THE Greek and Portuguese economies may face a "slow death" as they dedicate a higher proportion of wealth to paying off debt and investors demand a premium to hold their bonds, credit rating agency Moody's Investors Service said yesterday.
While the two countries can still avoid such a scenario, their window of opportunity "will not be open indefinitely", Moody's said in a report.
Portugal, with a negative outlook on its Aa2 rating, has more time "to reverse this trend" while Greece "has significantly less time." Moody's cut Greece's rating to A2 from A1 on December 22.
The premium that investors demand to hold Greek debt instead of German equivalents is six times more than it was two years ago. The spread has doubled since 2008 in the case of Portugal but, at 0.7pc, is considerably less than Ireland's 1.5pc or Greece's 2.4pc.
The risk of "sudden death" in the form of a balance-of-payments crisis, from the countries buying more abroad than they sell, was "negligible", the ratings agency said.
But the two countries face "downward ratings pressure, now that they must implement politically difficult fiscal retrenchment if they are to avoid an inexorable decline in their debt metrics".
Moody's believes, however, that stronger eurozone countries would probably help weaker ones that run into trouble.
"We find it hard to believe that member states facing extreme liquidity conditions would be denied the helping hand that European banks and corporations benefited from during the global financial crisis," it said.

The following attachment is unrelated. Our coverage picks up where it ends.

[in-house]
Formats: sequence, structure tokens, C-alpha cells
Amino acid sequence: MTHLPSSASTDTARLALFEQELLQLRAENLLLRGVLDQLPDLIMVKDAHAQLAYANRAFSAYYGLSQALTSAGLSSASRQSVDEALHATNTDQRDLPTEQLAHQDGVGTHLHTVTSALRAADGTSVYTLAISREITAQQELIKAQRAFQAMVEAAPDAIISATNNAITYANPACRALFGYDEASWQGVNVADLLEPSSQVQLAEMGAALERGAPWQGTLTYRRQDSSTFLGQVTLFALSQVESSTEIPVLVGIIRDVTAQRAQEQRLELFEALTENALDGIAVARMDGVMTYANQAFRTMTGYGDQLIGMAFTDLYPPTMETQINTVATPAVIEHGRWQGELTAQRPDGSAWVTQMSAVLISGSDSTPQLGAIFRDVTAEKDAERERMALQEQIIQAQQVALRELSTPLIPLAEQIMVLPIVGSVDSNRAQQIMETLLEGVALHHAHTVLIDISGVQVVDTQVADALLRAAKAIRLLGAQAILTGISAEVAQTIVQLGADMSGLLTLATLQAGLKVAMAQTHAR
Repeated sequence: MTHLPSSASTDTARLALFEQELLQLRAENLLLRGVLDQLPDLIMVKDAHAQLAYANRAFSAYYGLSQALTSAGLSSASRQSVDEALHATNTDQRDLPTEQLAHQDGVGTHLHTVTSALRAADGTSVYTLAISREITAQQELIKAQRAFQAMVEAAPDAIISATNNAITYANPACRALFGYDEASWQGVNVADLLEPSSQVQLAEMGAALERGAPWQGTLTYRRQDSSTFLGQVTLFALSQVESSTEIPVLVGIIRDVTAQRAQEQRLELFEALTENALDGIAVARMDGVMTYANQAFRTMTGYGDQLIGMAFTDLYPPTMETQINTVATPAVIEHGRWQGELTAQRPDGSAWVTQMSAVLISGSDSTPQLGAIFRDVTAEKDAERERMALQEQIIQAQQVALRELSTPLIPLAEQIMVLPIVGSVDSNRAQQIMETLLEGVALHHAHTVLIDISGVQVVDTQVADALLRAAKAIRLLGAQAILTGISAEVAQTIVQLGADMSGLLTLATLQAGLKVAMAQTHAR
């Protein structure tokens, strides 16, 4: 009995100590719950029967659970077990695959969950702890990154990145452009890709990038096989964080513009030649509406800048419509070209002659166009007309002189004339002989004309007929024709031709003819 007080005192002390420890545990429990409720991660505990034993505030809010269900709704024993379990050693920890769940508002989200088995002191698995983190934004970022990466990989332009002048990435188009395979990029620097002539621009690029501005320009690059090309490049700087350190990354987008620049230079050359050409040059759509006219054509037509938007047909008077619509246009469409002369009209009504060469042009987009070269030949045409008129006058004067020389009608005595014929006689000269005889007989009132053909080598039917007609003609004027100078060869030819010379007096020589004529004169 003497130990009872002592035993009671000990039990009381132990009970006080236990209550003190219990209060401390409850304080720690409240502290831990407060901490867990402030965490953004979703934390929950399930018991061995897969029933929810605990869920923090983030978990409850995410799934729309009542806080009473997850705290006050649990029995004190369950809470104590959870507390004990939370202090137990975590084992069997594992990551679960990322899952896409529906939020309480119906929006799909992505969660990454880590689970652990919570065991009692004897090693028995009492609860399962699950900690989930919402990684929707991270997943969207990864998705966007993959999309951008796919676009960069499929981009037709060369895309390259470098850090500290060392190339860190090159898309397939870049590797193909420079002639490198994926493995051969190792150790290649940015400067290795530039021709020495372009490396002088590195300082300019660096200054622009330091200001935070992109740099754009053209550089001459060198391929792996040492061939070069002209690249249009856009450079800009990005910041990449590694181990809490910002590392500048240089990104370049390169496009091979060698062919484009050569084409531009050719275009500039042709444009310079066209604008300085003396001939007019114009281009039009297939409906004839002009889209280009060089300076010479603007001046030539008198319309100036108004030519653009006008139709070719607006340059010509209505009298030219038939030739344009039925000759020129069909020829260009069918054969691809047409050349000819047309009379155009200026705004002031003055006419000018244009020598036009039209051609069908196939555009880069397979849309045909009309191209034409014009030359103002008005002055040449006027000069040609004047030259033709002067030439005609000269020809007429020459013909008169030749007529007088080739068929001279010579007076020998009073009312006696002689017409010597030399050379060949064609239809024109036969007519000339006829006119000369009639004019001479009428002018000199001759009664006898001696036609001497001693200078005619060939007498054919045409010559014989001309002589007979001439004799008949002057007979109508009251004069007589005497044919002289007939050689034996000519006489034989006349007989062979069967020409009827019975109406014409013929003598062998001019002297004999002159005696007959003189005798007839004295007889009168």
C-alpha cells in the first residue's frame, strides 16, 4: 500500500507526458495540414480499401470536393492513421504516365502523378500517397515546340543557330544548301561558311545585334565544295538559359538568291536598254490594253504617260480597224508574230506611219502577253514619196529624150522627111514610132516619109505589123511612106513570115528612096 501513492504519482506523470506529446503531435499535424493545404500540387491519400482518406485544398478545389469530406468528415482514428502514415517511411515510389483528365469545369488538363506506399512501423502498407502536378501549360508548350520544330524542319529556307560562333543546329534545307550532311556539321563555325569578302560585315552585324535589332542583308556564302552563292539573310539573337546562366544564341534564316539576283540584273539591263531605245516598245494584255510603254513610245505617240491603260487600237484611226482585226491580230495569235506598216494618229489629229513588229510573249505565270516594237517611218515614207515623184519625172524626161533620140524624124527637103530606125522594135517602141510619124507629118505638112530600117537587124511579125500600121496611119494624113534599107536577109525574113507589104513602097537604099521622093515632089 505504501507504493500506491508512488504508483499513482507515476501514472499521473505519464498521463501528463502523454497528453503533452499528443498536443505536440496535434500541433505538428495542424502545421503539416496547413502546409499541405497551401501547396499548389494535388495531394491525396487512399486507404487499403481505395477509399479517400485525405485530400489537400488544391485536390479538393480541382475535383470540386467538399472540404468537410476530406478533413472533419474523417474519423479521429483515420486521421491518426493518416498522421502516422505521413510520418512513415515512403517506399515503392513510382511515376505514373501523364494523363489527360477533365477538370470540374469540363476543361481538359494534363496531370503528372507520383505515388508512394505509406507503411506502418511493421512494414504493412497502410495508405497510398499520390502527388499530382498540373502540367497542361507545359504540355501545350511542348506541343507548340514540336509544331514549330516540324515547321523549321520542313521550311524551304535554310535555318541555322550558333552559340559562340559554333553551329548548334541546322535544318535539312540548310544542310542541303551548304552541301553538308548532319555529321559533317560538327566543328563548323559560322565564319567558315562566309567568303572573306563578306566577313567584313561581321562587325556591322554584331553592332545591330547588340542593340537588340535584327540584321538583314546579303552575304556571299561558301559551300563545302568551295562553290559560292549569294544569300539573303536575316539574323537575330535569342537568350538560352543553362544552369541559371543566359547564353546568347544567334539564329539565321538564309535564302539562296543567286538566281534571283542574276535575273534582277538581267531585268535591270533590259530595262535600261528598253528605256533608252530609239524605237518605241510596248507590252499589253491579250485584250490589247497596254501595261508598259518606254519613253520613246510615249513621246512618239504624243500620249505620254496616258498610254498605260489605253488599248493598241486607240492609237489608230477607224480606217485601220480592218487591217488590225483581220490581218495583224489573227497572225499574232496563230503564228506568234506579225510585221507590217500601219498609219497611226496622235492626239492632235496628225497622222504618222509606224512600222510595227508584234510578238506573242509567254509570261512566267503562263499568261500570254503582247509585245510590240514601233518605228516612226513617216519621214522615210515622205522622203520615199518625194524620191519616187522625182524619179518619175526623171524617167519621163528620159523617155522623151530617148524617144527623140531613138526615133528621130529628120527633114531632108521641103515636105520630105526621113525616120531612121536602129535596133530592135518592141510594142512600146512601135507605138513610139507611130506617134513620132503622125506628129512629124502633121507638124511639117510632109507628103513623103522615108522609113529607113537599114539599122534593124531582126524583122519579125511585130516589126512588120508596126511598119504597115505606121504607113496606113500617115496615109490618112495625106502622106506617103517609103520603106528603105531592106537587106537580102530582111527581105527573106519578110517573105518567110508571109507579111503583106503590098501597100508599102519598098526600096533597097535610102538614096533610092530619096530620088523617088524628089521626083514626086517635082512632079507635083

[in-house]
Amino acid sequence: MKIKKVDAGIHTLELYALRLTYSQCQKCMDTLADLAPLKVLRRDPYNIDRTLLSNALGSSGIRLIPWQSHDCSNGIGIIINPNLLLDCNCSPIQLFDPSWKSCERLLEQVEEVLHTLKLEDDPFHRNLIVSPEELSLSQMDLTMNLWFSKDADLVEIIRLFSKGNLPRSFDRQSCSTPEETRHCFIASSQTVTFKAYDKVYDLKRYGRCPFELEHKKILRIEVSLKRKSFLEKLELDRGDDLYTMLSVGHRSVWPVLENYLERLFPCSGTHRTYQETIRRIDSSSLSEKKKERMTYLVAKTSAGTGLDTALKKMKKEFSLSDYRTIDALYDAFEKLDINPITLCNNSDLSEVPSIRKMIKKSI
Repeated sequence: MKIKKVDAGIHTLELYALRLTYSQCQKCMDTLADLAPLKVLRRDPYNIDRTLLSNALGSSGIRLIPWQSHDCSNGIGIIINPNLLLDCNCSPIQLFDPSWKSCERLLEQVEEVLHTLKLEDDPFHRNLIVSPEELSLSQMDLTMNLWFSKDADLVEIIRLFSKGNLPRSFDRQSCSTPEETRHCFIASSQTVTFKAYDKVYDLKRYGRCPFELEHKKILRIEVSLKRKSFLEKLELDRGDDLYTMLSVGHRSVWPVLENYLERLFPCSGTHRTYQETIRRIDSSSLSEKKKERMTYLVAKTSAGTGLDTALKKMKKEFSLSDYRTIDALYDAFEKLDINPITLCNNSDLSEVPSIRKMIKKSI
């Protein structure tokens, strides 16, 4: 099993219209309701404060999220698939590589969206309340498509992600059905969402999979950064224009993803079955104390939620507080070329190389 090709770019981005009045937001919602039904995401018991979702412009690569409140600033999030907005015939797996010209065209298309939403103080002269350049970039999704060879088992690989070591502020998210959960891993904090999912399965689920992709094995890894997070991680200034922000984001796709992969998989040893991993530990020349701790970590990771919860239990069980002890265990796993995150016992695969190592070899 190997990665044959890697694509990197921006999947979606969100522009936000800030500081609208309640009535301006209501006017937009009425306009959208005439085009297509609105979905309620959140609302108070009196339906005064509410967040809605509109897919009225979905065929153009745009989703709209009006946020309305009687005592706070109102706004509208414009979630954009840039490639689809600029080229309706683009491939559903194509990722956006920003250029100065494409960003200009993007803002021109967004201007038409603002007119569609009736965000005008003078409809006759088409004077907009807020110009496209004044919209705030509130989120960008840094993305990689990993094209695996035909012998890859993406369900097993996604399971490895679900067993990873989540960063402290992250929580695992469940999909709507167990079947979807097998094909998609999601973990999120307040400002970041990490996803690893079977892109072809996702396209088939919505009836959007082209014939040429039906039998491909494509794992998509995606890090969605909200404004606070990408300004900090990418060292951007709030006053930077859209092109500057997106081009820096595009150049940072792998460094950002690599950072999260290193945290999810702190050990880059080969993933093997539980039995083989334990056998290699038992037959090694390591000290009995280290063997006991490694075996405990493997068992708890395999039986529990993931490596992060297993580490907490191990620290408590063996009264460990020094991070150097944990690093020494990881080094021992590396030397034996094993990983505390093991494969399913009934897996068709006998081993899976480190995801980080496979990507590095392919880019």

In 2010, European credit ratings "will likely be scrutinised even more closely than usual" amid uncertainty over how governments move to reduce back stimulus measures and spur growth.
European governments with Aaa ratings, which include Britain, "seem secure at the moment, with all having stable outlooks", the report said.
The ratings of countries that "stay the course of reform" even though it is painful and takes time, will also be safer, the report said, but higher interest rates pose a threat to more indebted countries (such as Ireland).
If concerns about inflation prompted market interest rates to rise significantly, higher debt costs may mean "more highly indebted countries could find their ratings tested", Moody's said.
The debt burdens of the UK and Ireland will amount to around 80pc of Gross Domestic Product this year, Italy's will rise to 117pc and Greece's to 125pc, according to forecasts. (Bloomberg)